Paule Caillat is a French cook extraordinaire
, very skillful and talented, and generous with her cooking experience. She teaches cooking classes and leads market tours in Paris, and I was lucky enough to join one last week. The food was fabulous, the markets a treat. But her kitchen was what truly took my breath away. Here's a peek inside Paule's Marais district kitchen, and a taste or two of what we cooked that afternoon.
Paule Caillat lives in the Marais district with her husband Olivier, a documentary filmmaker. She has had a varied and interesting food career — teaching classes, writing a blog, catering and hosting parties. So of course she needed a flexible and special place to locate all this cooking. She found such a place in an old factory and warehouse that was renovated into apartments.
The space is marvelously open and light, and very spacious, for a Paris kitchen. She was able to tear down walls and expose the dining room to the light streaming into the kitchen, and she even has a little office tucked away at one end behind French doors. Paule calls this kitchen her "miracle kitchen," since she had only three months in which to finish it — and her Polish contractor worked in a miracle in getting it all just right!
Paule herself is a petite, very chic woman who also happens to be an authoritative cook with a stream of fascinating tidbits about food and cooking in Paris, and a viewpoint on all things French cuisine. She is extremely charming, and a marvelous hostess. She never seemed to stand still — stirring one pot, then patting out tart crust, instructing us on how to clean and cut fresh mushrooms, laying out a beautiful table.
I was so inspired by Paule and her kitchen; it's a place of nourishment but also of beauty! Everything was beautiful — the meat, the cheese, the tart, the table. Everything was delicious, too — and we made her amazing, unusual tart crust, which calls for the butter mixture to be boiled in the oven! You can find the recipe at David Lebovitz's blog:
• French Tart Dough…à la française - By Paule Caillat, published by David Lebovitz
I asked Paule a few questions about her kitchen, and about her favorite tools. Here are her answers. (And look for her three-cheese soufflé recipe a little later! It was such a treat.)
11 Questions for Paule Caillat & Her Kitchen
1. What's your cooking style?
I would say "natural" — seasonal, not too complicated, varied. I like to try new recipes, to explore new ingredients. Savory is my preference, but I like making desserts that are not too sweet. I like variety. Something new, something that is a challenge! I want to try cooking more Asian food — Asian with a French twist. I want to try Vietnamese spring rolls.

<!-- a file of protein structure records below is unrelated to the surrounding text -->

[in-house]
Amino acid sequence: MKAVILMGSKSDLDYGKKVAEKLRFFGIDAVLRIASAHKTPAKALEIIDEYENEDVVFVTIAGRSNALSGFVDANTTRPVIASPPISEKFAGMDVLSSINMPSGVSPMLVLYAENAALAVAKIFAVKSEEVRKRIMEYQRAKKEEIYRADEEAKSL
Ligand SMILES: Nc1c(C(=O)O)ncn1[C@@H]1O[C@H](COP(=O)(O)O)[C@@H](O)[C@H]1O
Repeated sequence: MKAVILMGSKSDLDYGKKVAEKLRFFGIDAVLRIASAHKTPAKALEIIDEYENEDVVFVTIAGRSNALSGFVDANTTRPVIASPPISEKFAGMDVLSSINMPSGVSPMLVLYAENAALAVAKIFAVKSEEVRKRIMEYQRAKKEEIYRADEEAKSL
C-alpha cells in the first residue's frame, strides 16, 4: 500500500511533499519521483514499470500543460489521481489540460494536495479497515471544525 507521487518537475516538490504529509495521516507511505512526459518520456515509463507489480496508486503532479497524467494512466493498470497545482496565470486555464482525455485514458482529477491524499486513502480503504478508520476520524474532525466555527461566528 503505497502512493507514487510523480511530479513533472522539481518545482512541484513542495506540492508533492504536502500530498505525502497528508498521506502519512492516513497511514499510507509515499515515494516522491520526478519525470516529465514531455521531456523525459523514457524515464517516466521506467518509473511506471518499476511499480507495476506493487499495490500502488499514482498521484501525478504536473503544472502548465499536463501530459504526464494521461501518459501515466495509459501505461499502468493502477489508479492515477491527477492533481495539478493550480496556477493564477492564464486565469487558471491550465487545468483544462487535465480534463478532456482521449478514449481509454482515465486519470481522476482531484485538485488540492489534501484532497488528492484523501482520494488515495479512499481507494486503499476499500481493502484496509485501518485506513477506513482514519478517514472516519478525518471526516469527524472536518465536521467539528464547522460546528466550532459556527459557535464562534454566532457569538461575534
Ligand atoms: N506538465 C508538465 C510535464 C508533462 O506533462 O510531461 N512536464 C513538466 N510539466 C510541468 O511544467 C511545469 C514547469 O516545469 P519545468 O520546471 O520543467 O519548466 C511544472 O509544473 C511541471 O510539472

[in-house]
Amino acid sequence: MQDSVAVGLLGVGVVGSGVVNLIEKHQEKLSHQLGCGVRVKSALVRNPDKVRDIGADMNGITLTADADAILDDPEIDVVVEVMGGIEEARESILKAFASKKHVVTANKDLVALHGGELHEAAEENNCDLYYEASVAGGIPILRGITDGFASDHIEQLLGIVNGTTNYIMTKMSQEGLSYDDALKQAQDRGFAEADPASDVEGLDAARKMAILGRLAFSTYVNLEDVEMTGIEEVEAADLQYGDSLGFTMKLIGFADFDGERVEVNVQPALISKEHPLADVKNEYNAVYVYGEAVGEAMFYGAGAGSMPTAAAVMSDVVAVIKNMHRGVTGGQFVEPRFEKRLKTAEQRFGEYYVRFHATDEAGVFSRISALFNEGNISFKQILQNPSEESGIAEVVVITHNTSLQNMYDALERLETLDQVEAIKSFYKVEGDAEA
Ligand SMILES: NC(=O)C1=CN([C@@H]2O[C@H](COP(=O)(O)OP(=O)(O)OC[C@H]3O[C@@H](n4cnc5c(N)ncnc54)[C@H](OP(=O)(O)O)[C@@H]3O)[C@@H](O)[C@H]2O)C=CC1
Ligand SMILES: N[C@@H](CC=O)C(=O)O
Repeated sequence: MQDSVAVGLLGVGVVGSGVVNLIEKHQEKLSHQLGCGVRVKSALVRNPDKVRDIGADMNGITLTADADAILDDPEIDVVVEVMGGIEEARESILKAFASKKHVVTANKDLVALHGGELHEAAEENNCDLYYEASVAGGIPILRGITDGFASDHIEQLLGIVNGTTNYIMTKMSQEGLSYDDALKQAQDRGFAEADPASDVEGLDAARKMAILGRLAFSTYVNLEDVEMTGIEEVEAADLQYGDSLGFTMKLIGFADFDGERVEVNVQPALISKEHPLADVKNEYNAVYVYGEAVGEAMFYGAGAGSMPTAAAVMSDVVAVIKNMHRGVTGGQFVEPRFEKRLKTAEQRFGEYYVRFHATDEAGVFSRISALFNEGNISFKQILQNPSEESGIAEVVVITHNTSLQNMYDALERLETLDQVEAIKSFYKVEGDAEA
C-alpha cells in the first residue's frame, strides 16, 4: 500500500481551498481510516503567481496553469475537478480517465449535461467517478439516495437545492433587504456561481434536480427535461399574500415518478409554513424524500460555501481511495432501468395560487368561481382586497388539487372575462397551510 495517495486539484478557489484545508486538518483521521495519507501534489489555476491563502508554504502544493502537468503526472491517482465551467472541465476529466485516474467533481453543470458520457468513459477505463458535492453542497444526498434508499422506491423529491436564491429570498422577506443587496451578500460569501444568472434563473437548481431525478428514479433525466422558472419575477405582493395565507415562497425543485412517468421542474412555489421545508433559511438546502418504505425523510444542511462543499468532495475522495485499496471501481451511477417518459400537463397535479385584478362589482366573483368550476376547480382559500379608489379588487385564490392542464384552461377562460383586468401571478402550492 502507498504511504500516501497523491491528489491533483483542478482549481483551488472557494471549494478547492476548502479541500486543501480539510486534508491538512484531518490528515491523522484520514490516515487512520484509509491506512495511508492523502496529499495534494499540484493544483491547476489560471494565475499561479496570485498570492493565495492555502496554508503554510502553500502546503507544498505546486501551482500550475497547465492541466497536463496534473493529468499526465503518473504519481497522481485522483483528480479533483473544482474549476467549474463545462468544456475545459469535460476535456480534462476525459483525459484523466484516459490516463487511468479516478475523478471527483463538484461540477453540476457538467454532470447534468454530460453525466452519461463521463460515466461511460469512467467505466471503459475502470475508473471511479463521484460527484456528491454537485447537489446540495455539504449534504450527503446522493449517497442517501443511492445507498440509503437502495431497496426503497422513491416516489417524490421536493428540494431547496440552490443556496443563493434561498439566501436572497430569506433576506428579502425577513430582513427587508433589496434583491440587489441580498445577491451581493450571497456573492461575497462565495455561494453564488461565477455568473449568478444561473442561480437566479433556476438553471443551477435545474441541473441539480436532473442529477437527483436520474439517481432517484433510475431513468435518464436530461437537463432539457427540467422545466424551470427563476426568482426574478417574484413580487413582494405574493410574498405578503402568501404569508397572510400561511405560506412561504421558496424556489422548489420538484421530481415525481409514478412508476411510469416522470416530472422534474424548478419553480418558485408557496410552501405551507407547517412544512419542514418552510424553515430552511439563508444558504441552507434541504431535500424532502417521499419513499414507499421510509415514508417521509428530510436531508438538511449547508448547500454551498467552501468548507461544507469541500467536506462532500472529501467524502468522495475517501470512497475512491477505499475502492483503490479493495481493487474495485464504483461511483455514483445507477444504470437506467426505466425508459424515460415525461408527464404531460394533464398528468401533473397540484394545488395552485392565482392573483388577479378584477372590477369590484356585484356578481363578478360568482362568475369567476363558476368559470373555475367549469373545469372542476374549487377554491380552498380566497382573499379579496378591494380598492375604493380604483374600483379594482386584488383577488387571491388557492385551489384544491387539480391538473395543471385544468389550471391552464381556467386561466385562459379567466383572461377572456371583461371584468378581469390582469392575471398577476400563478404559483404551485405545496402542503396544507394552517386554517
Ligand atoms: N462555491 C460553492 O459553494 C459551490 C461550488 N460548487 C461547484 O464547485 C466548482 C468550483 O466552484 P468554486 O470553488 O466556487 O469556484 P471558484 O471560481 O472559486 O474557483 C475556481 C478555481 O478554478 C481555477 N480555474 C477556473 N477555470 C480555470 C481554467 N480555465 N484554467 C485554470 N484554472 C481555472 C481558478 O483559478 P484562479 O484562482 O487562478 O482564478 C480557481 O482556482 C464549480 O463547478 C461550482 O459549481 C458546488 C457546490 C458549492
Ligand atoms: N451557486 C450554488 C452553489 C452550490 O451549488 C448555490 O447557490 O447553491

2. What inspires your kitchen?
The weather, the light, the mood of the day.
3. What is your favorite kitchen tool or element?
I need everything — but perhaps the "girafe," the handheld stick blender. Also, I love my SodaStream soda maker.
4. Best cooking advice or tip you ever received:
Prepare in advance as much as you can.
5. Biggest challenge in your kitchen:
Turning around the island. It is too close to the other countertops; it is hard for more than one person to move through between them.
6. Biggest indulgence:
The Lacanche stove.
7. Dream tool or splurge:
An ice cream maker, like David [Lebovitz]. Also, I would like an induction stove or burner.
8. What would you do differently or change about your kitchen?
The grey ceramic tile. It is noisy and hard to clean. I should have put in parquet floors instead.
9. What are you cooking this week?
Cheese soufflés, mushrooms, pintade.
10. What cookbook and cooks have inspired you the most?
Joel Robuchon, Alain Ducasse, and my idols: The Soeurs Scotto — especially Gourmande et pressée, des Soeurs Scotto.
11. What's the most memorable meal you've ever cooked in this kitchen?
For Christmas: Terrine de foie gras, gigue de chevreuil, pommes Dauphines, Paris Brest.
A Few of Paule's Favorite Kitchen Tools
A "potato fork" from Rosle. Paule says that while it doesn't replace tongs, it's her favorite little tool for picking up hot ingredients, checking potatoes, and testing meat. A student called it her "chicken checker."
Thank you so much for letting us peek into your kitchen, Paule!
• Visit Paule: Promenades Gourmandes - Market tours and cooking classes in Paris.
• Notes from Paule - Paule's own food blog.
More Paris Kitchens & Tours
• Kitchen Tour: At Home in Paris with David Lebovitz
• Chef Sebastien Gaudard's Paris Kitchen
• Five Chic and Inspiring Paris Kitchens
• Kitchen Spotlight: Pierre Hermé's Paris Kitchen
(Images: Faith Durand; Paule Caillat)